A growing number of brides in Hong Kong are vowing to have weddings without shark fin soup on the menu, and the trend is helping to change attitudes toward a long-held tradition in Chinese culture.
Shark fin soup is a delicacy commonly served at weddings and it is so ingrained in wedding culture here that it is always served as the fifth course – right before the couple makes their rounds to greet guests, whom they have just impressed with the most expensive dish of the night.
But in the last two years major banquet halls, hotels and other event venues have dropped the controversial soup as a standard offering on wedding menus. Bird's nest soup, also considered a delicacy, is a popular alternative.
Tracy Tsang, a program officer with the World Wildlife Fund's Hong Kong branch, said a campaign launched in 2010 targeting restaurants and caterers is paying off. So is the public awareness campaign warning people that an increasing number of sharks are threatened with extinction and that shark-finning is a cruel practice because the fish are tossed back into the water to die after their fins are cut off.
It hasn't been easy to change people’s minds though, as older Chinese aren't keen to let go of tradition, Tsang said.
"So we reach out to the younger generation. It's easier for us to spread the shark conservation message to them and they can take it to their parents," she said.
Free honeymoon top prize in shark-free wedding contest
The Hong Kong Shark Foundation is also targeting young couples and last year ran a contest for those who pledged to have shark-free weddings. The group took the idea from the Canadian group Shark Truth and got the Canadian Chamber of Commerce in Hong Kong to be a sponsor.
The battle of the brides for a free honeymoon to Fiji drew 62 entries, and according to the group the contest saved more than 16,000 bowls of shark fin soup from being served. Cloudy Cheung, the winning bride, said her wedding was an opportunity to spread the message about shark conservation.
CBC in Hong Kong
Meagan Fitzpatrick has been posted to Hong Kong to bolster CBC's coverage of a dynamic region of the world. Hong Kong is known as an international financial centre, but there is much more to it than that, and it has close connections to Canada. The city of seven million hosts nearly 300,000 Canadians, and about 500,000 people of Hong Kong descent make their home in Canada. Meagan is a senior online writer who covers national news and federal politics in CBC's Ottawa bureau.
"I wanted to do something to raise public awareness about protecting the shark," she said. Cheung and husband Stephen showed a video at their reception that explained why shark fin soup wasn't part of the meal.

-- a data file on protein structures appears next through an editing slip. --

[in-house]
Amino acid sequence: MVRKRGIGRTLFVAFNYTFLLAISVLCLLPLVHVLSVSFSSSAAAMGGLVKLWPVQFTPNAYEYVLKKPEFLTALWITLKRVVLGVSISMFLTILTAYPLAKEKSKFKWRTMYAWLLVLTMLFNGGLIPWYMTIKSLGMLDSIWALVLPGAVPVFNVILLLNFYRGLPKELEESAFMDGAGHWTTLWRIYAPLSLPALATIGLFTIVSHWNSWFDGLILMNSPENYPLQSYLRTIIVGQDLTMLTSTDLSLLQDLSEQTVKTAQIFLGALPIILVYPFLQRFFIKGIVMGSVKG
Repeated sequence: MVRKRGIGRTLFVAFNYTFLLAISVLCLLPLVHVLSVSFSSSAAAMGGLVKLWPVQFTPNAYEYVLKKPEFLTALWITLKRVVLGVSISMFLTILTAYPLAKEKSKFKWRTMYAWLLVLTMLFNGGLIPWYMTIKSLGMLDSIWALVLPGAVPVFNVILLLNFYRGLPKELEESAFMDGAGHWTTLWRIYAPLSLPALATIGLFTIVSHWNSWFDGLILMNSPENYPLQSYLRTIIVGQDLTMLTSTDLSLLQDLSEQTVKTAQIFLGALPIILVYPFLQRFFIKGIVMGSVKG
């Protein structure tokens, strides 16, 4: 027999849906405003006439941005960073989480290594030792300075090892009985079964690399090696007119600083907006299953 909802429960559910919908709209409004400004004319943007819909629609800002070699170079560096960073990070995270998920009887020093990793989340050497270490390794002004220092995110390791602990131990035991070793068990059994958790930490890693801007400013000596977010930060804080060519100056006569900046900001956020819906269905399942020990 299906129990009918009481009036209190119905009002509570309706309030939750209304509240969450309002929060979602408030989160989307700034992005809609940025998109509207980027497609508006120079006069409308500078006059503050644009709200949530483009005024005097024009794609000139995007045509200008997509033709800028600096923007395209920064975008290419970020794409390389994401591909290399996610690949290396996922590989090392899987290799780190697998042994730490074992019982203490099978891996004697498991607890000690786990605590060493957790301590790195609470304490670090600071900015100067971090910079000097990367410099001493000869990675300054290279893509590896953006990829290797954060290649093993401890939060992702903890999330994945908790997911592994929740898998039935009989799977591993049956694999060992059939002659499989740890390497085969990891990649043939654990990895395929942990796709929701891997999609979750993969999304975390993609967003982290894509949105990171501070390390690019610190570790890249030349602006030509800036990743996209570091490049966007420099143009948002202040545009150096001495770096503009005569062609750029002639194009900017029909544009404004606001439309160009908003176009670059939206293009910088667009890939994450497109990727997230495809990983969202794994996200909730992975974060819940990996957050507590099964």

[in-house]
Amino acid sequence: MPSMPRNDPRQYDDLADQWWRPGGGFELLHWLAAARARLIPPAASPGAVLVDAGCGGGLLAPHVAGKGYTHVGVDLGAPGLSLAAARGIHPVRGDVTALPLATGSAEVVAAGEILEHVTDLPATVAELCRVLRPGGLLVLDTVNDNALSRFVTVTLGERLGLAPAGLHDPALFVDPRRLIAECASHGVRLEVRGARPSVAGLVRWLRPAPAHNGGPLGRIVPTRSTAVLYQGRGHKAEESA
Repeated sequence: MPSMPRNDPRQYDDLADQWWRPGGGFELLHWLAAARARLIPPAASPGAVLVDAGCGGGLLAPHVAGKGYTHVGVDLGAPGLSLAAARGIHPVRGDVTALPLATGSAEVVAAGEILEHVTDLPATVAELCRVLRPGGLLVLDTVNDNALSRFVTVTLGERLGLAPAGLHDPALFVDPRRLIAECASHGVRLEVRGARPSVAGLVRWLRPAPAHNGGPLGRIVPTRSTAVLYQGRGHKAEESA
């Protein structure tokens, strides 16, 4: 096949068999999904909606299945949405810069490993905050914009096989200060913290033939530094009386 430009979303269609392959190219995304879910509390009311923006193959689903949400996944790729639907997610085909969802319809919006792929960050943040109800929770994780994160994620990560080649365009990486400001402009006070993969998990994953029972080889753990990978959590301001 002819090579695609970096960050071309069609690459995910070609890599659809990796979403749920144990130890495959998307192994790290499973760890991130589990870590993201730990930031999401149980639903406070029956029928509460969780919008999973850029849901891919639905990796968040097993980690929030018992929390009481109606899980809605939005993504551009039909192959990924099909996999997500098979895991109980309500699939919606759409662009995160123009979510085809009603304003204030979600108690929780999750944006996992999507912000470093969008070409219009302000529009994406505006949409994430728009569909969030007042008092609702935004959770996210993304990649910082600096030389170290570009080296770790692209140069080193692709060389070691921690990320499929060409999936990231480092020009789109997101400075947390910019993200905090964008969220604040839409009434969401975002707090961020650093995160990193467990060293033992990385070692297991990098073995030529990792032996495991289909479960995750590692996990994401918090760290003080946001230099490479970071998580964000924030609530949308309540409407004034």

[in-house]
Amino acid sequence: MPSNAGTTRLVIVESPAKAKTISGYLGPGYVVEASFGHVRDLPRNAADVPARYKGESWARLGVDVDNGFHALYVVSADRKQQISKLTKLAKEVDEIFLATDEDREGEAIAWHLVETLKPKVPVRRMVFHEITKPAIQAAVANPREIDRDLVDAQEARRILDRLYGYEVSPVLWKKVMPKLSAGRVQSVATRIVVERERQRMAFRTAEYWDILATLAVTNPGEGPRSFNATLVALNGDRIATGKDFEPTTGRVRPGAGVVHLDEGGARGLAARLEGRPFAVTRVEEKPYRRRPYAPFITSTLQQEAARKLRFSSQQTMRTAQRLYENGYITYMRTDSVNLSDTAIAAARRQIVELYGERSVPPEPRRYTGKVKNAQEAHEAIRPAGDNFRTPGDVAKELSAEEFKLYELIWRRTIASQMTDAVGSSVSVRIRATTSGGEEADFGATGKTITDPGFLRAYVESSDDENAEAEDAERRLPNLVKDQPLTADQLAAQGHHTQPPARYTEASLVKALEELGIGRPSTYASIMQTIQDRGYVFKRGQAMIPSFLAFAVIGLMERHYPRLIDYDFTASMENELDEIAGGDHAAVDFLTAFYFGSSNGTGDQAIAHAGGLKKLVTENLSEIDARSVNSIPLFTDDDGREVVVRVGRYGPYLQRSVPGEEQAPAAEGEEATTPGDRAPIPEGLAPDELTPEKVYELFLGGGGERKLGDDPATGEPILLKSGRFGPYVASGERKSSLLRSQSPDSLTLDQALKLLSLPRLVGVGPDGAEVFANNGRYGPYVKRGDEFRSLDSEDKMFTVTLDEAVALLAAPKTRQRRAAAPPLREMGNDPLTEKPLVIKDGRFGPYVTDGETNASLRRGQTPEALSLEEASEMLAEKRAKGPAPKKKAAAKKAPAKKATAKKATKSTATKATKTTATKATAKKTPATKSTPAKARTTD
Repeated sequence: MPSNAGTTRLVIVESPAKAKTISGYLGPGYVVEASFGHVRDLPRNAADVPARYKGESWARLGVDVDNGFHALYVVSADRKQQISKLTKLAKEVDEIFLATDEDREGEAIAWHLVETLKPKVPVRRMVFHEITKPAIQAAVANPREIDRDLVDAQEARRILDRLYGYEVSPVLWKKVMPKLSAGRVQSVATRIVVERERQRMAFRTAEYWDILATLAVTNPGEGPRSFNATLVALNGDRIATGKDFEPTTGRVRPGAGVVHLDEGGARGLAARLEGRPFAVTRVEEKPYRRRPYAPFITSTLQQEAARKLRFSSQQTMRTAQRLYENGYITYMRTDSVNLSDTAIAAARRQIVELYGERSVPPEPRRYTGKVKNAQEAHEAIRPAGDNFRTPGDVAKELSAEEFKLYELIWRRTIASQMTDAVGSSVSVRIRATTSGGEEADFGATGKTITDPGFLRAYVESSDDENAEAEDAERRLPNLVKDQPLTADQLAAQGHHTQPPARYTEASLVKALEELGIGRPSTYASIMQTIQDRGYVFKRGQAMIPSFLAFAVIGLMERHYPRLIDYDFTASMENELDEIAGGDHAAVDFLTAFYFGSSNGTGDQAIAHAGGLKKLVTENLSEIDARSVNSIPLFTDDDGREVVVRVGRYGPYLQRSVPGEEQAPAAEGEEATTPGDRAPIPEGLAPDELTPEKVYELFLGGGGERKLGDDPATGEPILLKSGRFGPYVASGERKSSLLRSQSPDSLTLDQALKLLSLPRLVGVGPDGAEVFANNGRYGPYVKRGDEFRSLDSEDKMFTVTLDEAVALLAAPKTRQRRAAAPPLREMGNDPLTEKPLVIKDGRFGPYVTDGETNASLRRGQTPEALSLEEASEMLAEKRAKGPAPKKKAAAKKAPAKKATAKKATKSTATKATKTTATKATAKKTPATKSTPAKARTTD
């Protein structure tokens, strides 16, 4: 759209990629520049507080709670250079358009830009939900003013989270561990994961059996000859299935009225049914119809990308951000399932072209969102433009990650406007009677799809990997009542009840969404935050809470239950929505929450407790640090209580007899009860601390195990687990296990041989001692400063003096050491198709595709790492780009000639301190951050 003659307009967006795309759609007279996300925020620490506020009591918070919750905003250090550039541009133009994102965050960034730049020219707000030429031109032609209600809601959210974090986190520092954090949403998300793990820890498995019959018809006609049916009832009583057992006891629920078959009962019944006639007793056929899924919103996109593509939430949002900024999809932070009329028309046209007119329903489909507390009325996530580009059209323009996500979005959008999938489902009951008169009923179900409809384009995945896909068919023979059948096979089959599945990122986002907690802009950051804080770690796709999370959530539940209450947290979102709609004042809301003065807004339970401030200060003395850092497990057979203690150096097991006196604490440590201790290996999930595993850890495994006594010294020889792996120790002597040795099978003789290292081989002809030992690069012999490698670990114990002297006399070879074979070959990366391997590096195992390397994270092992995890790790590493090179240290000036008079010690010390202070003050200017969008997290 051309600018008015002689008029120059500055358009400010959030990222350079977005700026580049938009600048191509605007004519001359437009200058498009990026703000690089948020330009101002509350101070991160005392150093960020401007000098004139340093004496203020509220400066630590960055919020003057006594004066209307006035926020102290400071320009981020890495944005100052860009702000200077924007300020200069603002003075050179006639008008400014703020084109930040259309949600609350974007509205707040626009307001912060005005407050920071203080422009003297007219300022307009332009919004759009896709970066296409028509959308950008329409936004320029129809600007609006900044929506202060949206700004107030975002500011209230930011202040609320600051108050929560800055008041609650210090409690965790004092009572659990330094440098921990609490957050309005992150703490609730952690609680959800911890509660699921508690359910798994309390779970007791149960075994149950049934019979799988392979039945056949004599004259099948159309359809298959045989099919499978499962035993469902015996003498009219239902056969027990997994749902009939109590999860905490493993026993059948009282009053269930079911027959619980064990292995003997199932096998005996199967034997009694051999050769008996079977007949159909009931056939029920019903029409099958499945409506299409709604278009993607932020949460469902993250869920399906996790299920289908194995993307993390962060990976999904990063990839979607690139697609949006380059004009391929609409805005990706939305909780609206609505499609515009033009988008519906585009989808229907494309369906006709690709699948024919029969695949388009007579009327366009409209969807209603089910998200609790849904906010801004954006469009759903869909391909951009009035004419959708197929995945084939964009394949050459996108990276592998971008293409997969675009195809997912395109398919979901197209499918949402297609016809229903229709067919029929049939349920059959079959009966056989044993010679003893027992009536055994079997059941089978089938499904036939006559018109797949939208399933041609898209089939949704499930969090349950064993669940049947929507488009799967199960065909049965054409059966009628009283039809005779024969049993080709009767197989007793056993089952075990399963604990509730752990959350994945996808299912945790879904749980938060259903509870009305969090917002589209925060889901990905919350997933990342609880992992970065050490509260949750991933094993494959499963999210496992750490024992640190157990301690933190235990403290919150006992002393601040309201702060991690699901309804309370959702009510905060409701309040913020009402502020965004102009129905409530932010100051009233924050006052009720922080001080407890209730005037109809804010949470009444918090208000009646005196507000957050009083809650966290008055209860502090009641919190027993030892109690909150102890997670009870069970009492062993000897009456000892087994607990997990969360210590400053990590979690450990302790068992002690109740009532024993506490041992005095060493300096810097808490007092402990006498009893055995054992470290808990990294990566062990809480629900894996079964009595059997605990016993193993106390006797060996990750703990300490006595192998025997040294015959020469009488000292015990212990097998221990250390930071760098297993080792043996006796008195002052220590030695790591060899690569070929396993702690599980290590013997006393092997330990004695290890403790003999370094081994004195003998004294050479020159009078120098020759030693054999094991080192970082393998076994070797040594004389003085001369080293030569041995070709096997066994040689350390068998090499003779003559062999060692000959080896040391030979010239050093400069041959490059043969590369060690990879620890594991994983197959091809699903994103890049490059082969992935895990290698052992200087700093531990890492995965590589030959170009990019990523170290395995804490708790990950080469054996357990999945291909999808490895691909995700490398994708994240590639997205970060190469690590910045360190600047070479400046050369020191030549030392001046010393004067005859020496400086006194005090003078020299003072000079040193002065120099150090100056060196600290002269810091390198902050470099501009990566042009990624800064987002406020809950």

Some couples have sparked family feuds by not serving the status symbol dish, according to Bertha Lo, a former wedding planner who now works for the Hong Kong Shark Foundation and organized the contest.
"Some went into a Cold War and didn't talk to each other, others just argued and argued until one side backed down," said Lo. "Chinese parents, they have a lot of say in their children's weddings, they're really hard core," she said, adding they're also the ones who foot the bill.
Some parents feel it's disrespectful to guests if shark fin soup isn't served, said Lo. They're clashing with their children who grew up more environmentally conscious and who see the tradition as outdated, she said.
Even though many venues have removed shark fin soup from their standard wedding menus, couples can make special requests for it – and pay an extra premium.
Cindy Carthy, author of a blog called Bridelicious, said some couples in Hong Kong are going shark-free because it's the trendy thing to do. "Young couples are starting to say no to shark fin, but a lot of the time people in Hong Kong like to follow fads," she said.
Fin traders say bans are unfair
Representatives of the shark fin trade acknowledge there is a trend taking hold in Hong Kong, the centre of the global shark fin trade. Ricky Leung, chairman of the Maritime Products Association, said environmentalists have been misleading consumers about shark sustainability and about how the fish are killed.
He said it's "definitely not true" that fins are sliced off and the sharks tossed back in the water to die. If fishermen are doing that they will be caught and punished by maritime authorities, he said. Leung said there are plenty of shark species that are not endangered and that calls for shark fin bans are unfair, unnecessary and hurt poor fishermen.
He also said it’s "ridiculous" to call for a ban on fins, but not on shark meat, skin or other shark products. Leung is aware of the debates in Canadian cities over banning shark fin soup and said Canadians should critically analyze the "propaganda" from environmentalists.
He admits he is concerned about the future of the industry but points out that the demand for shark fin is still strong, especially in China where a growing number of people can afford it.